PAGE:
I joined the School of Natural Sciences and Psychology in September 2013 as a Lecturer in Geography. Prior to this, I held research positions at Lancaster University and Manchester Metropolitan University in river science and sediment geochemistry, respectively. I have also worked in environmental consultancy as a Hydrologist and an Environmental Scientist. My teaching and research interests are centred on understanding the origin, transport and fate of environmental pollutants in terrestrial and aquatic systems. I am particularly interested in the hydrological and biogeochemical processes that affect trace metal and nutrient cycling. My research employs a variety of field, analytical and advanced statistical and modelling techniques to understand how pollutants move through the environment and interact with humans and ecosystems. My research comprises three general themes:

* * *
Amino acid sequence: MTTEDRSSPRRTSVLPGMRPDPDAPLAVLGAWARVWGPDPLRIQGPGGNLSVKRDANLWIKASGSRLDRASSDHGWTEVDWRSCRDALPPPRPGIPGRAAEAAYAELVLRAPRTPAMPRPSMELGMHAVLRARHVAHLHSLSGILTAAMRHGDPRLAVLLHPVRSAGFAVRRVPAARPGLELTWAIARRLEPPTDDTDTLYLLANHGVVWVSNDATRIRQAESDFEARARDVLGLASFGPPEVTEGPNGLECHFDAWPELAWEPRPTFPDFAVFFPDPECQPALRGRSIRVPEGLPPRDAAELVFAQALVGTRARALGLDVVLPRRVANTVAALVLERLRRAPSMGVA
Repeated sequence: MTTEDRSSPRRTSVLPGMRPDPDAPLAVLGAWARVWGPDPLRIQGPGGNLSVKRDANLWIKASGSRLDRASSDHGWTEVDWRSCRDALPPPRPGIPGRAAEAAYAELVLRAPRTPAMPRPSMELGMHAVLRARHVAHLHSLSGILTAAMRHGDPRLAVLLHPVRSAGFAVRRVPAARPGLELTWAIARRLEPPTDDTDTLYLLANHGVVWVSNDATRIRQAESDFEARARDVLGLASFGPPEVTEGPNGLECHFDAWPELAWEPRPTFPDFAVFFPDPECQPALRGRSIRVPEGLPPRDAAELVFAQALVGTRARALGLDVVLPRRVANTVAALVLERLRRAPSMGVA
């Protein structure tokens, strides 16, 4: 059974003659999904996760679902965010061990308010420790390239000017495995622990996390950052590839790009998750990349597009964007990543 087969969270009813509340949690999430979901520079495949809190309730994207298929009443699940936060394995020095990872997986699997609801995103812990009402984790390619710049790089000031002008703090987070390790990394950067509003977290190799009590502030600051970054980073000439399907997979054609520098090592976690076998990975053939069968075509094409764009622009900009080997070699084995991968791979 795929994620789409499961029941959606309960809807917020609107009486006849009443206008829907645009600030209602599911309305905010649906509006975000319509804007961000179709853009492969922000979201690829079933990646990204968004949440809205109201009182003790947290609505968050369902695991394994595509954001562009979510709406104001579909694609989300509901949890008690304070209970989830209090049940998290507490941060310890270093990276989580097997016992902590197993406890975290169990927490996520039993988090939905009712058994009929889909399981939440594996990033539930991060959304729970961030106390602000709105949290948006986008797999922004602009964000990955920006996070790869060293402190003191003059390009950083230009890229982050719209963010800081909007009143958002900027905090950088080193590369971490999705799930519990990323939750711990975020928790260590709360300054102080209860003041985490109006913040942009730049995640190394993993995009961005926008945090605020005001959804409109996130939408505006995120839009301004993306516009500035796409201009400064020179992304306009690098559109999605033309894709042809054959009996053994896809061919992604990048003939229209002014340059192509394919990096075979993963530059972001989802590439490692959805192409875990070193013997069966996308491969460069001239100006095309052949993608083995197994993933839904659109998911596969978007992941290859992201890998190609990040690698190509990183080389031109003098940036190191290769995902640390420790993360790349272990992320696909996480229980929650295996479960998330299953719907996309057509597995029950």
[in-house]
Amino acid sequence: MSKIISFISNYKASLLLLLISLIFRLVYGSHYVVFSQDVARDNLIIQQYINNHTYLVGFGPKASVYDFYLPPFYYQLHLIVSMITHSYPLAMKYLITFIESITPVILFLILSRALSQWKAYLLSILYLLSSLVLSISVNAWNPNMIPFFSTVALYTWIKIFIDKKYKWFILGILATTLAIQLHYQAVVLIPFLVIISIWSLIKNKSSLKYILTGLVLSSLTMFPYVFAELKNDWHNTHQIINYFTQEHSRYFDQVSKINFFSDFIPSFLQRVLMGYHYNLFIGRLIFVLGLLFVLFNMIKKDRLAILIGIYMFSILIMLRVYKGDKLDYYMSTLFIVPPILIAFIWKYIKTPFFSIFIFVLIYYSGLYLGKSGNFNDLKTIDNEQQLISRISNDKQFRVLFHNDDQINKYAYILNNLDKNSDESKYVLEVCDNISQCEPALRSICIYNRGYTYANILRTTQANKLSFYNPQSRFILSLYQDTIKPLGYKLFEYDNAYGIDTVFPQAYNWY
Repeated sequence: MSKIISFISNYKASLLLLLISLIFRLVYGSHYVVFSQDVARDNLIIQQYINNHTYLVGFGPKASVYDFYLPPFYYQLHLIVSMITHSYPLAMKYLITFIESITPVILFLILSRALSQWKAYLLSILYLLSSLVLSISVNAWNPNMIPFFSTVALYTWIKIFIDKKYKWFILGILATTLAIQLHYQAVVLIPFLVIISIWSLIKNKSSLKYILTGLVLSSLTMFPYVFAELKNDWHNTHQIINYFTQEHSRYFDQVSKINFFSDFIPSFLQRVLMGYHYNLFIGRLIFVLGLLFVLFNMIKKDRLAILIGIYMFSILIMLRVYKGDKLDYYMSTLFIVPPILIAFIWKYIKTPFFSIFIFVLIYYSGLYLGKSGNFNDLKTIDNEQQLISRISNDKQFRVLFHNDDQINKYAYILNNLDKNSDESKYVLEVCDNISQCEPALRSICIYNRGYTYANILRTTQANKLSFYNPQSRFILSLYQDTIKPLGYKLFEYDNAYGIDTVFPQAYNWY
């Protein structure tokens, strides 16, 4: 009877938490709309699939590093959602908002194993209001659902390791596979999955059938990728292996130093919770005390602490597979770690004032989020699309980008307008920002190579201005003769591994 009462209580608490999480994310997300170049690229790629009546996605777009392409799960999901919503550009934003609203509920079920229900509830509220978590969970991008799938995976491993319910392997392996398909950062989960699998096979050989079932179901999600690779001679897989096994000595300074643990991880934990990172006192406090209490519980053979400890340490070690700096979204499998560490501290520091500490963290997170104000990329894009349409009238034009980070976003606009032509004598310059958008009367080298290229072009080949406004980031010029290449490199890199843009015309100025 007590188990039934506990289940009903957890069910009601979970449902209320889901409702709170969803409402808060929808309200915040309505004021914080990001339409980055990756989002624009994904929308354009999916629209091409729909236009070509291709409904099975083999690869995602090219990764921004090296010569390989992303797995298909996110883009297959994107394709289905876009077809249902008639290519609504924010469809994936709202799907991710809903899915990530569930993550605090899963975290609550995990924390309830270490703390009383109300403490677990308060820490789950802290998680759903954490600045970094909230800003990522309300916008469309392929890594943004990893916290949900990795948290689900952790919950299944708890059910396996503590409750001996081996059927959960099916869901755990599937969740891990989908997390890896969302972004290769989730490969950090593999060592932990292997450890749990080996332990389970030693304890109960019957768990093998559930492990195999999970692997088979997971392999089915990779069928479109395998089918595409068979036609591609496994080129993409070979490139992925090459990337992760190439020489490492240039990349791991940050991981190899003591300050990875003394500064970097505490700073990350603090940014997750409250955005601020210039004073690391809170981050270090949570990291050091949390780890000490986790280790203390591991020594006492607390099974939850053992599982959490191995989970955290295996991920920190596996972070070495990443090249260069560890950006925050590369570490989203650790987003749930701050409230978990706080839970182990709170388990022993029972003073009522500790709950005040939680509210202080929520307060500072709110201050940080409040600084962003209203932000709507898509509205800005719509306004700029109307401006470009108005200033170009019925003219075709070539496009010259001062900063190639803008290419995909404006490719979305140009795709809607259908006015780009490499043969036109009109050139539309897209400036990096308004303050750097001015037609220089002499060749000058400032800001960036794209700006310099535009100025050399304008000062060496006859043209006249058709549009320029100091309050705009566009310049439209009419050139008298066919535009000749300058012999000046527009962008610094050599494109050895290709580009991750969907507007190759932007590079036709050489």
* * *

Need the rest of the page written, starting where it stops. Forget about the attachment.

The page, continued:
Theme (1): Trace elements and nutrients in fluvial environments. Work in this area is focussed on: (i) biogeochemical transformation of contaminants at the groundwater-surface water interface (the hyporheic zone); (ii) the dispersal of mine wastes during tailings dam collapses and extreme hydro-meteorological events; (iii) applying environmental tracers and solute transport modelling to understand the behaviour and fate of fluvial contaminants; (iv) establishing the impact of mine wastes of fluvial ecosystems.
Theme (2). Urban environmental pollution. Work in this area is focussed on: (i) understanding how particulate matter transfers toxic metals through the urban environment; (ii) the geochemical and mineralogical controls on metal transformation in urban water bodies.
Theme (3). Development of sensing technologies for water quality measurement. This collaboration with the LJMU Built Environment and Sustainable Technologies (BEST) research institute is focussed on developing electromagnetic wave sensors as a novel, low cost and in-situ method of monitoring metal concentrations in polluted water.